U.K. online use catching up with U.S.

TV viewing staying constant

Americans spend the most time online, but Brits are catching up.

This is according to the third annual Intl. Communications Market report conducted by British media regulator Ofcom, which looked at global trends in TV, the Internet and cell phone usage.

On average, Americans spent 15 hours a week online last year. In Blighty, where Internet usage per subscriber has risen fastest, Netizens spent nearly 14 hours a week.

Spaniards spent the least time online of all Europeans — 7.5 hours a week.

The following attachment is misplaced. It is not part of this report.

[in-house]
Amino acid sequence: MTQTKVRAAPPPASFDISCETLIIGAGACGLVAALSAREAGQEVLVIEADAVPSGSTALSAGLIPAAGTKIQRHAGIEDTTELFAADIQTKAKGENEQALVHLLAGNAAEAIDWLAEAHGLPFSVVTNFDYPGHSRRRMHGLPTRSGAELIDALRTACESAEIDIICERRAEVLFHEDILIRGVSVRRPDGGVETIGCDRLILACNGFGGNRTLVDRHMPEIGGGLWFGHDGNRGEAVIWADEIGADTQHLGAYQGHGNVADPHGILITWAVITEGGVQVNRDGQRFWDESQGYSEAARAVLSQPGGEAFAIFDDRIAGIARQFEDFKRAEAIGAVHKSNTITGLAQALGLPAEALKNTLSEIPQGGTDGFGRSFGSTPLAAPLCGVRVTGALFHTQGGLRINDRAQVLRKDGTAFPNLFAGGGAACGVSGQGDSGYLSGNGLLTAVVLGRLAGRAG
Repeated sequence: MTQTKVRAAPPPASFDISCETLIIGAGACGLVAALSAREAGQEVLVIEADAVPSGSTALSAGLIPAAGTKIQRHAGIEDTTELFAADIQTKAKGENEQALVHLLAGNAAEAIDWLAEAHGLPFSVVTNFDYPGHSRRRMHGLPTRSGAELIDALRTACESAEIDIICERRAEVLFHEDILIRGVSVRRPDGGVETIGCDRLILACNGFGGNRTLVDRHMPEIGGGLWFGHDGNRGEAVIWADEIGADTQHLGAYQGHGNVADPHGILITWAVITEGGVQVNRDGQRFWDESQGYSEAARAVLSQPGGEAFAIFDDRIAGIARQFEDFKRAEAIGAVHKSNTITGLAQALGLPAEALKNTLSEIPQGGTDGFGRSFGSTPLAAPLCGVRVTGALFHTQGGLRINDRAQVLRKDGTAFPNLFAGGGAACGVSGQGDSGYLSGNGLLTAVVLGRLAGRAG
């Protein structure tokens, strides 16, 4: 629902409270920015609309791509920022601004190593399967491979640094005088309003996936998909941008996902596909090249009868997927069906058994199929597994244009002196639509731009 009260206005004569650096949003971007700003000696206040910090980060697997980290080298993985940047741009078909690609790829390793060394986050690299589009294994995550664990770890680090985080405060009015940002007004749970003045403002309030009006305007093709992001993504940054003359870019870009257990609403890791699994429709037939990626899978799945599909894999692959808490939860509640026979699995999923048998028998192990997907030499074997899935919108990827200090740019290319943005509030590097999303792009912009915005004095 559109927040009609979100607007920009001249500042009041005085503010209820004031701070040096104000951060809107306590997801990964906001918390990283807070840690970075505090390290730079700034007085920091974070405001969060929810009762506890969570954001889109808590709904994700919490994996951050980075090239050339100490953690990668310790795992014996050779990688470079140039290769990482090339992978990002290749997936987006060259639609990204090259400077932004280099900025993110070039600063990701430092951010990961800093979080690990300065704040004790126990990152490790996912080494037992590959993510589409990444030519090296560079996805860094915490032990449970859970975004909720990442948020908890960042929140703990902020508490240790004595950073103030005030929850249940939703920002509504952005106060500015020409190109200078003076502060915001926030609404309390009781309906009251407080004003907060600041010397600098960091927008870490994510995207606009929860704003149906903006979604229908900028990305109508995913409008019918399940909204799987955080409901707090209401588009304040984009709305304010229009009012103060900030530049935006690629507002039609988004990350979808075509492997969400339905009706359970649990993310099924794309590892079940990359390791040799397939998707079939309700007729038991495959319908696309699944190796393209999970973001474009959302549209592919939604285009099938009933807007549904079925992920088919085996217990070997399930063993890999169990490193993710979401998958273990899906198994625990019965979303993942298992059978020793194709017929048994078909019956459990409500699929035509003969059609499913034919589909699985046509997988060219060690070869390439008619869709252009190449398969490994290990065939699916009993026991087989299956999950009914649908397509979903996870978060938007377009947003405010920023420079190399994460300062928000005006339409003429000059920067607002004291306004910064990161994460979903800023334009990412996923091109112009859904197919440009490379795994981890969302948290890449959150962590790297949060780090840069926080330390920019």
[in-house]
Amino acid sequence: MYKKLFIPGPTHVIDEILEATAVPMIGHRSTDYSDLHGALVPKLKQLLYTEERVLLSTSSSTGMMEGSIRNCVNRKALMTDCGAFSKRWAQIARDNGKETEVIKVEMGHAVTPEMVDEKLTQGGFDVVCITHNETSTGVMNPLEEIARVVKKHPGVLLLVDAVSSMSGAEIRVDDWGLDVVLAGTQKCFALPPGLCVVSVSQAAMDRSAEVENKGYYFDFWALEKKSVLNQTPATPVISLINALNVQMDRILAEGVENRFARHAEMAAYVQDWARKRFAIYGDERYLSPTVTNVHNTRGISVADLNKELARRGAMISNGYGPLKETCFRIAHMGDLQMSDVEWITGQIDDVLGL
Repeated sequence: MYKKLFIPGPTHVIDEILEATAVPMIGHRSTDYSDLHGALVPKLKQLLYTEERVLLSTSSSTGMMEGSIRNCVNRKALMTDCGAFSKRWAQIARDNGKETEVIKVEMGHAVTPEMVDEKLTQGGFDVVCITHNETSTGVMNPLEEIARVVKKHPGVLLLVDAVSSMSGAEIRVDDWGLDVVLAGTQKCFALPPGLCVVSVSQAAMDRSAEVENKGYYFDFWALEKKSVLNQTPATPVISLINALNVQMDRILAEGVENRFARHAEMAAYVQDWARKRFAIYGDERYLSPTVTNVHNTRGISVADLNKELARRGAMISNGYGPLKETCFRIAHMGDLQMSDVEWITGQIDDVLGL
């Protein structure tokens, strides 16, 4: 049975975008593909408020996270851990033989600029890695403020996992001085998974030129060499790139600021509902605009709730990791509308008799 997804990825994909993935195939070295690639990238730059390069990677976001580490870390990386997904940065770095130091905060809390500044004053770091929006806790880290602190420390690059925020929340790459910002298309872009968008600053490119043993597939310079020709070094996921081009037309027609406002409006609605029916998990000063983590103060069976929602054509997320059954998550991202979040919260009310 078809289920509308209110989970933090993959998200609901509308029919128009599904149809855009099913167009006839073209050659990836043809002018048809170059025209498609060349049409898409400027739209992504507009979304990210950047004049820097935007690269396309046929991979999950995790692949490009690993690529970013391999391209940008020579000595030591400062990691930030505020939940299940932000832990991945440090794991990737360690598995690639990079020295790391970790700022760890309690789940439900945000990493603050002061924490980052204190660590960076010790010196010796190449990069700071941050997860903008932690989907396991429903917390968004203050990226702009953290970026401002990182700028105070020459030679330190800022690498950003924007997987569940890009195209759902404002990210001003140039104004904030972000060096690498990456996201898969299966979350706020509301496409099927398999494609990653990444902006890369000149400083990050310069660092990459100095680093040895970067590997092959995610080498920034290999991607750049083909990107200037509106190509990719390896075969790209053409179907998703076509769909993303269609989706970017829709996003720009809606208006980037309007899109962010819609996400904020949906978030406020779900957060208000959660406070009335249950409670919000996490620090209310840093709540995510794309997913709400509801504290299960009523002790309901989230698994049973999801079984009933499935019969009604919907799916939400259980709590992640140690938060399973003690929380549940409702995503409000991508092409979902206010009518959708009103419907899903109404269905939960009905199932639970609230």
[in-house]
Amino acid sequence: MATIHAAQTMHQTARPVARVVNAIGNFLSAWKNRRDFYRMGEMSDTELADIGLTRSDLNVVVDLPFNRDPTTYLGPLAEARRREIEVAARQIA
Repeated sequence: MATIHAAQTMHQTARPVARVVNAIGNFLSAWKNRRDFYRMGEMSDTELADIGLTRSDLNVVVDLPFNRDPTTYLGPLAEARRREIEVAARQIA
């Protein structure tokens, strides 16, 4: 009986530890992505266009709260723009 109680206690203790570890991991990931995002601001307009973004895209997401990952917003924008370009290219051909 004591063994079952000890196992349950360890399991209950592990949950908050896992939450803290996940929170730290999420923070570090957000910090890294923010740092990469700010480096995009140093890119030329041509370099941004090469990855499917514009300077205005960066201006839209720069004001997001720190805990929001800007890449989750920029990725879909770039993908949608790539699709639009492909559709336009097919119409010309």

Despite the increased use of the web, TV viewing levels remained strong.

In the U.S., Ofcom estimated that on average auds watched 4.5 hours of TV a day last year.

In Europe, tube addiction is less severe. Polish viewers watched more TV than the other European countries at four hours a day, while the Swedes watched the least at 2.6 hours a day. Brits consume 3.6 hours of TV a day on average.

The report also found that cell phone use is soaring in emerging markets with 216 million new mobile subscriptions registered in Brazil, Russia, India and China in 2007.

China, where Ofcom estimates the number of TV households grew by more than 50 million between 2002 and 2007, added 88 million mobile users last year, more than the total number of subscriptions in the U.K.

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